Steven Moffat, the “Doctor Who” showrunner, writer and producer credited with taking the world’s longest-running sci-fi show to the next level, is already at work on series 10, which, he confirmed, will again star Peter Capaldi as the Doctor. Moffat spoke to Variety about what makes the rebooted format such a global hit while at Lucca Comics & Games, a mega geek-meet in Tuscany where he met Italo fans lined up for hours to watch the local preem of “The Magician’s Apprentice,” the first episode of series nine.
Here we are in a medieval Italian town packed with geeks. While in the U.K. “Doctor Who” is considered a family show, elsewhere, in Italy and in the U.S., I think it has more of a geek audience. Are you aware of the different types of demographics of your viewers for the show around the world?
We make and develop “Doctor Who” to be enjoyed at any level. That’s the truth. We are actively thinking, “What would a 5-year-old think of this?” In terms of our audience: It’s the entire human race, if possible. But it is kind of identified by me and Jamie (Mathieson) as a children’s show. What that means is that you can start watching it as a child. So I’m always saying to them in America, “Get in on [the air] earlier! Kids will love it. They just will!”
In terms of time slots, one of the big outlets for “Doctor Who” is now Netflix, which of course doesn’t have any slots. Does this also factor into the show’s creative side?
I think we all have to think about this because my children don’t think in terms of schedule on television at all, even with “Doctor Who,” which their dad makes. To the next generation, they no longer watch television when they are supposed to any more than they would allow the bookcase to tell them when they can read.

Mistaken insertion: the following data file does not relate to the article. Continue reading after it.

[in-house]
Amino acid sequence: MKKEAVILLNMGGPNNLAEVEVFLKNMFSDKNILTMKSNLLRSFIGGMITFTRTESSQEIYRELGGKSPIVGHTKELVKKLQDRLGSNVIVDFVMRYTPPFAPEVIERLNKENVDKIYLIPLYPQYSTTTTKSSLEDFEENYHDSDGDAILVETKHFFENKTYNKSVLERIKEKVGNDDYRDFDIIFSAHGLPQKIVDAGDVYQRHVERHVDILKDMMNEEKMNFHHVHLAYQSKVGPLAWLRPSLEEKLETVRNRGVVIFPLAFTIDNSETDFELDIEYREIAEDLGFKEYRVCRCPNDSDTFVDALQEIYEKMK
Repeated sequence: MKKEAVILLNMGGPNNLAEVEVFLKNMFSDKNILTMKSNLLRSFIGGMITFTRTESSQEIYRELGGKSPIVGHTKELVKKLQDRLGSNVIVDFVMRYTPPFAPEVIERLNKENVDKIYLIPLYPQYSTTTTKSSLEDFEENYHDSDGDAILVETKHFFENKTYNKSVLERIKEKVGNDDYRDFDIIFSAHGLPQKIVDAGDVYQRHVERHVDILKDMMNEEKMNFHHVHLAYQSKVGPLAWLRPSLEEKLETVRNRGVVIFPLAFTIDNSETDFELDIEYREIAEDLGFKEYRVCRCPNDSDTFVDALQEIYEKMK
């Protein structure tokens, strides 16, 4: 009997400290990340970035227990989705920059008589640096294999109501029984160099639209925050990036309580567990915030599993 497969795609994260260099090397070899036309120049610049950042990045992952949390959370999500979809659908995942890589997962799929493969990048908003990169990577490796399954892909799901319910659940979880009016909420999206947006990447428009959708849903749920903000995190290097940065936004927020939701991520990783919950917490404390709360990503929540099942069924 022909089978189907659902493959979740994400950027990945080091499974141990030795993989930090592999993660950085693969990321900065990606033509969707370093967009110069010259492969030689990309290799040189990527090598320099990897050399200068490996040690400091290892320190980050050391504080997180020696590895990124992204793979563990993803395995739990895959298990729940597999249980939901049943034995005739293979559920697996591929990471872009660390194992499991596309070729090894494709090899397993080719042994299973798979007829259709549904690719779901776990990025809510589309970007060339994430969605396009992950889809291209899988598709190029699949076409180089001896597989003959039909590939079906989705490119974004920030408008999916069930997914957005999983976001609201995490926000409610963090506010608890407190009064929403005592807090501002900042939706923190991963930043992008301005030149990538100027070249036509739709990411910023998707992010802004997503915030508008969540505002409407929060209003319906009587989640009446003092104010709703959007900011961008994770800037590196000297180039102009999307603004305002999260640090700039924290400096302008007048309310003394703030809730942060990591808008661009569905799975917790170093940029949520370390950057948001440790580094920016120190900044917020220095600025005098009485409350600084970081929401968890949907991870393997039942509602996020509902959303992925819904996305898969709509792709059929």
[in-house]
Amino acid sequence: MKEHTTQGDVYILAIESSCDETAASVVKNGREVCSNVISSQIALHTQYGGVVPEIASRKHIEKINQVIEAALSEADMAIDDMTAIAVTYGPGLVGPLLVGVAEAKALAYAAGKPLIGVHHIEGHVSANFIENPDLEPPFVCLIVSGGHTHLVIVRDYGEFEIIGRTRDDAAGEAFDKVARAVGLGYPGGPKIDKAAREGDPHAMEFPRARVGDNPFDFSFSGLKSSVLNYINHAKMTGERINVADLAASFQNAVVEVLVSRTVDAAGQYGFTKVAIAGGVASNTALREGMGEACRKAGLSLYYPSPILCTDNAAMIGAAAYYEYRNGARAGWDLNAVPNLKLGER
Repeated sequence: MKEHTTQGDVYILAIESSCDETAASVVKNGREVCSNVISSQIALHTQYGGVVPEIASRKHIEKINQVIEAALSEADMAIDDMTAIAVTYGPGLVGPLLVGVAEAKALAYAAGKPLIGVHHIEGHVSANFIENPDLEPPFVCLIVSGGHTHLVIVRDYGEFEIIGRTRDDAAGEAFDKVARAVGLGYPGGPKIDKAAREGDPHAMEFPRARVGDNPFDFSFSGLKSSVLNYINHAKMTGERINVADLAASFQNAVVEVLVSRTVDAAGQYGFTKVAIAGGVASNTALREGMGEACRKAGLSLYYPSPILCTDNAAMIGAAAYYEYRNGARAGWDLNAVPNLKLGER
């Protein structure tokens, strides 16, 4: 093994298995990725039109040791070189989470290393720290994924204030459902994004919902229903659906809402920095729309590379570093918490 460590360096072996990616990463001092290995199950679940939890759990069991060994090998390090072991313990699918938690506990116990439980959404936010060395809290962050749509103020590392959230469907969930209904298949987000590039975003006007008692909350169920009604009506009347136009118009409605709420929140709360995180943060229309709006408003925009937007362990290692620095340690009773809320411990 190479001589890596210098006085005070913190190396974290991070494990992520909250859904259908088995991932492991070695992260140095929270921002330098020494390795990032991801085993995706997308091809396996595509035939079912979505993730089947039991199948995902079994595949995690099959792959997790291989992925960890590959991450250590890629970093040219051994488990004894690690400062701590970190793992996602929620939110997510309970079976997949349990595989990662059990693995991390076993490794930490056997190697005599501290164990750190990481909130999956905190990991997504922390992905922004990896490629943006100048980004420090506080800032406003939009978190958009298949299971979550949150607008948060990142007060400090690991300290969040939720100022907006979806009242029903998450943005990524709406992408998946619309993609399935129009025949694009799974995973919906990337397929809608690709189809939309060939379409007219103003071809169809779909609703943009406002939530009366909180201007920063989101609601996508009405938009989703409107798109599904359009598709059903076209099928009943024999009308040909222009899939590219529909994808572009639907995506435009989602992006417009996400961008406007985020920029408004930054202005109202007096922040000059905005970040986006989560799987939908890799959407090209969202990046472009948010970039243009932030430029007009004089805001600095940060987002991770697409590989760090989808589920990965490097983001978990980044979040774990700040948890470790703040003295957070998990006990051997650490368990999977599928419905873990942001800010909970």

You are credited with taking “Doctor Who” to a new level. What do you think allowed this format to be rebooted so brilliantly?
“Doctor Who” is the all-time perfectly evolved television show. It’s a television predator designed to survive any environment because you can replace absolutely everybody. Most shows you can’t do that with. For example, once Benedict Cumberbatch gives up “Sherlock,” what are we going to do? We are going to stop, that’s what we are going to do. Most shows have a built-in mortality. But here is a show that sheds us all like scales; a show that can make you feel everything except indispensable. It will carry on forever, because you can replace every part of it.
In terms of tone, narrative, casting, are there any aspects that you think were key?
I was involved, but I wasn’t in charge when it was rebooted. But I think the one thing you have to keep in mind is that “Doctor Who” is kind of joyful; it’s a joyful show. Tokenly, it’s got a touch of genocide now and then, and the screaming death of innocence. But through it all it has an optimistic, joyous figure. A nice man, a nice silly man in his phone box flying around and doing good. That’s what keeps us all safe. Who doesn’t want to believe that?
In terms of longevity of the show, I think you’ve said it could go five more years?
It is definitely going to last five more years, I’ve seen the business plan. It’s not going anywhere. And I think we can go past that. It’s television’s own legend. It will just keep going.
I understand you are now working on series 10. Can you give us any updates in terms of casting?
We all know that Jenna Coleman is leaving this year.
How about Peter Capaldi?
Peter Capaldi is going nowhere.
Is it just coincidental that both of you guys are Scottish?
[Laughter] No, it’s a conspiracy. Piece by piece, person by person, we are replacing the English.